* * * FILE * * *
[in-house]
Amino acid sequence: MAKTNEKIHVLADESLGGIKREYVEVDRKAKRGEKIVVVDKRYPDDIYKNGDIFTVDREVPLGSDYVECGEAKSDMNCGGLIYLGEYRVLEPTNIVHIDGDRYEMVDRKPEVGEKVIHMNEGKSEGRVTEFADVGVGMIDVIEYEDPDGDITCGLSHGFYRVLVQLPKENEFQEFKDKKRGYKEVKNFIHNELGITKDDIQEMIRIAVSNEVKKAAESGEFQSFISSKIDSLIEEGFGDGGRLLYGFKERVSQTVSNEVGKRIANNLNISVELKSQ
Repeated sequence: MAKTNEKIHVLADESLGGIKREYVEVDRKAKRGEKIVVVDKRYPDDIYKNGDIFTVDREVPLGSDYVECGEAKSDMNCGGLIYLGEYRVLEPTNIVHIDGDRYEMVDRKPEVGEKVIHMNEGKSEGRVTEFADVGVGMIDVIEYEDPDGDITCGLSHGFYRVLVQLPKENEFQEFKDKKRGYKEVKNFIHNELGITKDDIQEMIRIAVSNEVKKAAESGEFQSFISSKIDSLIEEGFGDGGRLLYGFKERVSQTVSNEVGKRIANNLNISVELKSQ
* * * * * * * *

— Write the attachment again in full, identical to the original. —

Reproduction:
[in-house]
Amino acid sequence: MAKTNEKIHVLADESLGGIKREYVEVDRKAKRGEKIVVVDKRYPDDIYKNGDIFTVDREVPLGSDYVECGEAKSDMNCGGLIYLGEYRVLEPTNIVHIDGDRYEMVDRKPEVGEKVIHMNEGKSEGRVTEFADVGVGMIDVIEYEDPDGDITCGLSHGFYRVLVQLPKENEFQEFKDKKRGYKEVKNFIHNELGITKDDIQEMIRIAVSNEVKKAAESGEFQSFISSKIDSLIEEGFGDGGRLLYGFKERVSQTVSNEVGKRIANNLNISVELKSQ
Repeated sequence: MAKTNEKIHVLADESLGGIKREYVEVDRKAKRGEKIVVVDKRYPDDIYKNGDIFTVDREVPLGSDYVECGEAKSDMNCGGLIYLGEYRVLEPTNIVHIDGDRYEMVDRKPEVGEKVIHMNEGKSEGRVTEFADVGVGMIDVIEYEDPDGDITCGLSHGFYRVLVQLPKENEFQEFKDKKRGYKEVKNFIHNELGITKDDIQEMIRIAVSNEVKKAAESGEFQSFISSKIDSLIEEGFGDGGRLLYGFKERVSQTVSNEVGKRIANNLNISVELKSQ